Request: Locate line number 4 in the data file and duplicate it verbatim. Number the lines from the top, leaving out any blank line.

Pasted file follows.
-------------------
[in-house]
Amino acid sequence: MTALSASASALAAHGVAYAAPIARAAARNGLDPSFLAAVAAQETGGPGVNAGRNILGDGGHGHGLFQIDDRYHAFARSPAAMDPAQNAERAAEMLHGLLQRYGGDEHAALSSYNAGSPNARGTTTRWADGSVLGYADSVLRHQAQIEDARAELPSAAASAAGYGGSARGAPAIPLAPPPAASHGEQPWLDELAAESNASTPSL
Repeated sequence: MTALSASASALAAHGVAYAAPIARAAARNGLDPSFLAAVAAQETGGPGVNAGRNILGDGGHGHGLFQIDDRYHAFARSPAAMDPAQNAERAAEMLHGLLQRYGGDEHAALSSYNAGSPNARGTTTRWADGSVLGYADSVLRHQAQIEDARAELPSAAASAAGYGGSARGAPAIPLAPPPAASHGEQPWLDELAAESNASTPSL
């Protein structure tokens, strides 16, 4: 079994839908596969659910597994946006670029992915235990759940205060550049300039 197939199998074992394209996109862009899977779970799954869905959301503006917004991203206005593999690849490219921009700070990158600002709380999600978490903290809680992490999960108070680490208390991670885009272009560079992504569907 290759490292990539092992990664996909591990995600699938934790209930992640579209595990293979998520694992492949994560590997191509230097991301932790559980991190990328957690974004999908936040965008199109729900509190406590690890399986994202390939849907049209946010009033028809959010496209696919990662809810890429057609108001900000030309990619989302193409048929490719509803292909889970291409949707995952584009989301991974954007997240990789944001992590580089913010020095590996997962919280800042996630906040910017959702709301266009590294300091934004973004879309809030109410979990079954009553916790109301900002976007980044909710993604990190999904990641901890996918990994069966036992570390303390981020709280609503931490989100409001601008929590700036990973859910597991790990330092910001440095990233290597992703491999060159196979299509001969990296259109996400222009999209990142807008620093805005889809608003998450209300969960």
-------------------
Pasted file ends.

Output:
């Protein structure tokens, strides 16, 4: 079994839908596969659910597994946006670029992915235990759940205060550049300039 197939199998074992394209996109862009899977779970799954869905959301503006917004991203206005593999690849490219921009700070990158600002709380999600978490903290809680992490999960108070680490208390991670885009272009560079992504569907 290759490292990539092992990664996909591990995600699938934790209930992640579209595990293979998520694992492949994560590997191509230097991301932790559980991190990328957690974004999908936040965008199109729900509190406590690890399986994202390939849907049209946010009033028809959010496209696919990662809810890429057609108001900000030309990619989302193409048929490719509803292909889970291409949707995952584009989301991974954007997240990789944001992590580089913010020095590996997962919280800042996630906040910017959702709301266009590294300091934004973004879309809030109410979990079954009553916790109301900002976007980044909710993604990190999904990641901890996918990994069966036992570390303390981020709280609503931490989100409001601008929590700036990973859910597991790990330092910001440095990233290597992703491999060159196979299509001969990296259109996400222009999209990142807008620093805005889809608003998450209300969960």